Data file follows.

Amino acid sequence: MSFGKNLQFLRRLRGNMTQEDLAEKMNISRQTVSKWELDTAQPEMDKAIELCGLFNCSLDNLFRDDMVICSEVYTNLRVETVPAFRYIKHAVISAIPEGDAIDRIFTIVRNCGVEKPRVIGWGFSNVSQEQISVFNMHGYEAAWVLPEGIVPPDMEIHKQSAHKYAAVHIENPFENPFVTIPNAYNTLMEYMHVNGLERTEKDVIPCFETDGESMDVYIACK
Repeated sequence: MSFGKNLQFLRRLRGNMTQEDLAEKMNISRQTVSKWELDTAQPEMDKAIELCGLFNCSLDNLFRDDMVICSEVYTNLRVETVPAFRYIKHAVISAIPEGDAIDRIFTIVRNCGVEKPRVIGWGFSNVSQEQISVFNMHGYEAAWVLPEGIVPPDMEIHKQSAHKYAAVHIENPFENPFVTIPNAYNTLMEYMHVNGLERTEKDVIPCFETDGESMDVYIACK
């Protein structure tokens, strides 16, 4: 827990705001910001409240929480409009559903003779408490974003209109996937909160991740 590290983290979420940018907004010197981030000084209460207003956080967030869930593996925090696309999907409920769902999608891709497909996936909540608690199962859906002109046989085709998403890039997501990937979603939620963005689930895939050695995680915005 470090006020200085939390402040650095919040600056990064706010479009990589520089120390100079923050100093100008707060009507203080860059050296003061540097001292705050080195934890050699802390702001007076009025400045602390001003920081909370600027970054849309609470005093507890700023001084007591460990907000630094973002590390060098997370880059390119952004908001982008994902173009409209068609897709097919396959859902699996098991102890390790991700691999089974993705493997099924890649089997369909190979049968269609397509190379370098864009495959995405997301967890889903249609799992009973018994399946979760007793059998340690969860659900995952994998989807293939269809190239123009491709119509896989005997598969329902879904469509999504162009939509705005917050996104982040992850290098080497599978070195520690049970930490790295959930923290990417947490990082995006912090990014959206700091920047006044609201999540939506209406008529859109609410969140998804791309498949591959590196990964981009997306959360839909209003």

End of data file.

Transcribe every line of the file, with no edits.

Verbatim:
Amino acid sequence: MSFGKNLQFLRRLRGNMTQEDLAEKMNISRQTVSKWELDTAQPEMDKAIELCGLFNCSLDNLFRDDMVICSEVYTNLRVETVPAFRYIKHAVISAIPEGDAIDRIFTIVRNCGVEKPRVIGWGFSNVSQEQISVFNMHGYEAAWVLPEGIVPPDMEIHKQSAHKYAAVHIENPFENPFVTIPNAYNTLMEYMHVNGLERTEKDVIPCFETDGESMDVYIACK
Repeated sequence: MSFGKNLQFLRRLRGNMTQEDLAEKMNISRQTVSKWELDTAQPEMDKAIELCGLFNCSLDNLFRDDMVICSEVYTNLRVETVPAFRYIKHAVISAIPEGDAIDRIFTIVRNCGVEKPRVIGWGFSNVSQEQISVFNMHGYEAAWVLPEGIVPPDMEIHKQSAHKYAAVHIENPFENPFVTIPNAYNTLMEYMHVNGLERTEKDVIPCFETDGESMDVYIACK
């Protein structure tokens, strides 16, 4: 827990705001910001409240929480409009559903003779408490974003209109996937909160991740 590290983290979420940018907004010197981030000084209460207003956080967030869930593996925090696309999907409920769902999608891709497909996936909540608690199962859906002109046989085709998403890039997501990937979603939620963005689930895939050695995680915005 470090006020200085939390402040650095919040600056990064706010479009990589520089120390100079923050100093100008707060009507203080860059050296003061540097001292705050080195934890050699802390702001007076009025400045602390001003920081909370600027970054849309609470005093507890700023001084007591460990907000630094973002590390060098997370880059390119952004908001982008994902173009409209068609897709097919396959859902699996098991102890390790991700691999089974993705493997099924890649089997369909190979049968269609397509190379370098864009495959995405997301967890889903249609799992009973018994399946979760007793059998340690969860659900995952994998989807293939269809190239123009491709119509896989005997598969329902879904469509999504162009939509705005917050996104982040992850290098080497599978070195520690049970930490790295959930923290990417947490990082995006912090990014959206700091920047006044609201999540939506209406008529859109609410969140998804791309498949591959590196990964981009997306959360839909209003």